SLIDESHOW

The cord-cutting gear from CES that's most likely to find a place in our living rooms

New streaming boxes, smart TVs, and antenna tools arrived in force at the tech industry's biggest gathering of the year.

cord cutting
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Cord cutting is here to stay

For a trade show that tends to favor spectacle over substance, CES was surprisingly fruitful for cord cutters this year. We saw lots of promising new streaming boxes, smart TVs, and super-charged antenna tools, all of which will make dropping cable and satellite TV easier in 2017. Forget all the drones, virtual reality headsets, and robots on display; here are the CES products that will pay for themselves in relatively short order.

AirTV
Credit: Jared Newman
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AirTV

AirTV is a new electronics brand from Dish Network. Its purpose is to bridge the gap between online and traditional TV. Its first product, the AirTV Player, combines Sling TV, Netflix recommendations, and antenna-based channels into a single guide view. It also strives for remote control minimalism with built-in TV volume and power controls. The AirTV Player is available now for $100—or $130 bundled with a USB antenna tuner—and comes with a $50 Sling TV credit for both new and existing subscribers.

Mohu AirWave
Credit: Jared Newman
Mohu AirWave

Don't want to clutter up your living room with an antenna? Mohu's AirWave antenna could do the trick. Install it anywhere in the house, and you can stream live video to other devices including iPhones, iPads, Android devices, Apple TV, Roku, and Amazon Fire TV. The antenna itself should have at least a 50-mile range, and the tuner can evaluate the signal to optimize the antenna's reception. The AirWave is launching in late spring at Best Buy for $150.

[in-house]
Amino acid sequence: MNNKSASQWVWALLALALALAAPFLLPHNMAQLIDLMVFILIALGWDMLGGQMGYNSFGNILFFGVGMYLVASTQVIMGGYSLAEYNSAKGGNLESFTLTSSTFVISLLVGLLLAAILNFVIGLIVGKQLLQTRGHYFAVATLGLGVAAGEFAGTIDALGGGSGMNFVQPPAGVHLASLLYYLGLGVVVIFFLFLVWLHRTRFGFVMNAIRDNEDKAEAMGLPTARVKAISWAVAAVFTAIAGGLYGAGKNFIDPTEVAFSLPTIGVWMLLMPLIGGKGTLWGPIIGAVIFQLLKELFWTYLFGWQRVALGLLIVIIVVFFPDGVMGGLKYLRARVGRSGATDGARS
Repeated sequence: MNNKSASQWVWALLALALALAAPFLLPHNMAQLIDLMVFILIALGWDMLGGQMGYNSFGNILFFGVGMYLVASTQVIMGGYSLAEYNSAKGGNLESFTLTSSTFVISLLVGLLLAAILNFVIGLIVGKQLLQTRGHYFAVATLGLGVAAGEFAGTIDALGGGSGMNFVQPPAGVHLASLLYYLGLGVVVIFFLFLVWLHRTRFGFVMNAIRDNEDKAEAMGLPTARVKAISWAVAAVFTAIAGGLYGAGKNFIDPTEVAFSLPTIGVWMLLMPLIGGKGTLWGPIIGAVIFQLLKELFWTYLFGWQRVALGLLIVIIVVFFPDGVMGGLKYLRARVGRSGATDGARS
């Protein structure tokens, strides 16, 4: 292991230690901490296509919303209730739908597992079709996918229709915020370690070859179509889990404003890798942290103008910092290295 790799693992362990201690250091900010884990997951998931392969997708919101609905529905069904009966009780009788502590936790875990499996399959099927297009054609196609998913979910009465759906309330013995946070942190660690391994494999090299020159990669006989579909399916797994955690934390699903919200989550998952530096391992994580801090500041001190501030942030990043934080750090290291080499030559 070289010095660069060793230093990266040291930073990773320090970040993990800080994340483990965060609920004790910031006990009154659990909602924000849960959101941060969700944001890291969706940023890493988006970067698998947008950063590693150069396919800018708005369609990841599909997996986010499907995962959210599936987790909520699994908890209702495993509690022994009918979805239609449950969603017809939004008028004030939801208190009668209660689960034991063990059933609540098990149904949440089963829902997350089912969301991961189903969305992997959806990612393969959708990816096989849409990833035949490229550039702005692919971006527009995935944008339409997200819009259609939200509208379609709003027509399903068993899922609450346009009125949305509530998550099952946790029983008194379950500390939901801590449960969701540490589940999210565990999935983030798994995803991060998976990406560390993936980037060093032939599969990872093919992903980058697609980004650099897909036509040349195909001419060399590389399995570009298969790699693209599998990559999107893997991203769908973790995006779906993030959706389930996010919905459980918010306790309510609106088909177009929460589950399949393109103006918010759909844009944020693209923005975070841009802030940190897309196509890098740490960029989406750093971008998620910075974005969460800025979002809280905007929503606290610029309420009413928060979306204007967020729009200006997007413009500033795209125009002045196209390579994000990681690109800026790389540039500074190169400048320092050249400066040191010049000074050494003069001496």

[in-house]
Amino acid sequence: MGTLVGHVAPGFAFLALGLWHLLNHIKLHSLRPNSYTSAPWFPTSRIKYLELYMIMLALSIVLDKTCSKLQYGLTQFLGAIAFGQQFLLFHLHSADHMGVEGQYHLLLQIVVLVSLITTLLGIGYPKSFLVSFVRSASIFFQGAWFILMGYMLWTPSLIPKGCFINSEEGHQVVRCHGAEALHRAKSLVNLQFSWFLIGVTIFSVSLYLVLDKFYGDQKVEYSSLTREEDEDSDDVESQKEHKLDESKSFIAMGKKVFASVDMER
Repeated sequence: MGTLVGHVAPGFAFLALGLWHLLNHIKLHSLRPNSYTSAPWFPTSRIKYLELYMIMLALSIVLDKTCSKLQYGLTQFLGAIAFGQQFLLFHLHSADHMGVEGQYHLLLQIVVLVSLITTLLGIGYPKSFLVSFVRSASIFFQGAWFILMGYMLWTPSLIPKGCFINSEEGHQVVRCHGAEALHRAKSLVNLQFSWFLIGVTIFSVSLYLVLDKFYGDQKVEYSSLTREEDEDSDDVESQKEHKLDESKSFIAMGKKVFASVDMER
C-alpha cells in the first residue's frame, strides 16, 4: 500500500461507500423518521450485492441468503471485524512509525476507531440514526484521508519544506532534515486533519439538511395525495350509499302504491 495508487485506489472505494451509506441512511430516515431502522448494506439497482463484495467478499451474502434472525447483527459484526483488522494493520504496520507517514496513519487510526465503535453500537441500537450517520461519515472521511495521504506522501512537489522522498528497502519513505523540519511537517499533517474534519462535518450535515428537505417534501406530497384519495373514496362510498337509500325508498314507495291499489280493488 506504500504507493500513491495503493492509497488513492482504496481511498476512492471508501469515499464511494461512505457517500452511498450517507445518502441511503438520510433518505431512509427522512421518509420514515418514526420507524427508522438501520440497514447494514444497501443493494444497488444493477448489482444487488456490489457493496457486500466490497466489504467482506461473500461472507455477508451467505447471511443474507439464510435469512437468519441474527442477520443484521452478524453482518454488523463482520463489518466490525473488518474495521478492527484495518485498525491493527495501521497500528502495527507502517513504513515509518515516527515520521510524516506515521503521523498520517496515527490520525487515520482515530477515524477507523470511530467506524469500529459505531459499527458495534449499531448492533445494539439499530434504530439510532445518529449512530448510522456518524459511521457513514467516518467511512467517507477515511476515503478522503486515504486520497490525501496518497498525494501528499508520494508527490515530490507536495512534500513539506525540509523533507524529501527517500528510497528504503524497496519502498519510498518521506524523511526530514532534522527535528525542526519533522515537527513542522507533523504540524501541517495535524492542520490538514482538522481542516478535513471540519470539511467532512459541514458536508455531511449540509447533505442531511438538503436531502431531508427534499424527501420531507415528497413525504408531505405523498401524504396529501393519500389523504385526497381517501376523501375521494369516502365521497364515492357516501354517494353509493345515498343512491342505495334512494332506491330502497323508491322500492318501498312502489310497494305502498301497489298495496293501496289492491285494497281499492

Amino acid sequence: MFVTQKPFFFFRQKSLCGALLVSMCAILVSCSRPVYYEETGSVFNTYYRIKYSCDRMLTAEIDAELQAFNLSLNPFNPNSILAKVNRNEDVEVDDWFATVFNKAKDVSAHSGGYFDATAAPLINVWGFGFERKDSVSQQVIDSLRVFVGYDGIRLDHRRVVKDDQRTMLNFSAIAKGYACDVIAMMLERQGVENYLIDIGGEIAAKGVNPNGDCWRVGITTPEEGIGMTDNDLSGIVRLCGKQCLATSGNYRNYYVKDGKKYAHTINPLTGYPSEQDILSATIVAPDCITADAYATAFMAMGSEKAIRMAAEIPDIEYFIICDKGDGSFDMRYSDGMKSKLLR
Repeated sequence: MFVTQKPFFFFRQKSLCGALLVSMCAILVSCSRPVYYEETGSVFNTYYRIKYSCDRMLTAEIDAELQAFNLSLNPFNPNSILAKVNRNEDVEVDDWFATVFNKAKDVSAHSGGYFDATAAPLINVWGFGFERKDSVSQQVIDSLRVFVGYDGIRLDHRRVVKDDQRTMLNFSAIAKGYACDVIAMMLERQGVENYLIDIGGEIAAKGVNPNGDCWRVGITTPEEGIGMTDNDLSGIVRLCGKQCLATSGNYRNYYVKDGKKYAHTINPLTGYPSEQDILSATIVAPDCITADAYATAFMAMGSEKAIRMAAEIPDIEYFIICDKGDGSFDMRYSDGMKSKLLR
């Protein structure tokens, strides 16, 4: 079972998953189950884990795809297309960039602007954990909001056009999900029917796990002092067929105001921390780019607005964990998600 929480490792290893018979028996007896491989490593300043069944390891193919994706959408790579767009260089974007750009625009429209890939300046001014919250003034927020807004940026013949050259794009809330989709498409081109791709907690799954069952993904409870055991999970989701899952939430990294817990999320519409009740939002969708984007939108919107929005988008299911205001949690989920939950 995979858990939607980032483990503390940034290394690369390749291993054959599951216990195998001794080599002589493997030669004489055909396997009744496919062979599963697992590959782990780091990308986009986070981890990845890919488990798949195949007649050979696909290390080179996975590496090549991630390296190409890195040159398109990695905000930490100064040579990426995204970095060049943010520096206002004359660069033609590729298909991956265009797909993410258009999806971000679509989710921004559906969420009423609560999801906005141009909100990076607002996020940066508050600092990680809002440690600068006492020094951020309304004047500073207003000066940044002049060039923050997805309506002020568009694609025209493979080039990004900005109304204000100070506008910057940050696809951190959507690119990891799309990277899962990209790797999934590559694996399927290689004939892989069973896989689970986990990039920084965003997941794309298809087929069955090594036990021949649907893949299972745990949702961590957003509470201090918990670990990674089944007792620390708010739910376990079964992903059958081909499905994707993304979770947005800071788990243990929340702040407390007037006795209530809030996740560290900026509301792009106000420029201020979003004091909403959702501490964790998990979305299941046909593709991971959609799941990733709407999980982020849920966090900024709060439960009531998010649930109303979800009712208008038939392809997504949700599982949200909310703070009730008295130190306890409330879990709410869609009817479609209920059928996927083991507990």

Tablo Droid running on Nvidia Shield
Credit: Jared Newman
Tablo Droid DVR app

For those who want to combine over-the-air DVR with a do-it-all streaming box, Tablo's upcoming Droid DVR app could do the trick. Plug an antenna and USB tuner into supported Android TV devices (starting with the Nvidia Shield), and you can watch and record free broadcast channels straight from your television. The DVR service will cost $4 per month, or $40 per year, when it launches in Q2.

Tablo Live
Credit: Jared Newman
Tablo Live and Cloud DVR

Much like the upcoming Mohu AirWave, Tablo Live is a networked TV tuner for streaming broadcast channels to other devices around the house, but its lack of a built-in antenna could reduce the up-front cost if you have one sitting around already. More importantly, Tablo is working on a cloud DVR service for the tuner, so users can store shows online instead of having to manage recordings on a local hard drive. The Live tuner will launch in Q2 for $99. The DVR service should arrive around the same time, with pricing TBA.

Lenovo 500 Multimedia Remote
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Lenovo 500 Multimedia Controller

Lenovo's clever new handheld keyboard could be the ideal remote for home theater PC users. The trackpad is built into the keyboard, so you can glide your fingers over the keys to move the on-screen cursor. It even supports multi-touch gestures, such as two-finger scrolling and three-finger swipes to switch windows, and it includes DPI adjustment shortcuts for shrinking and magnifying text on the fly. Look for the Lenovo 500 Multimedia Controller in April for $55.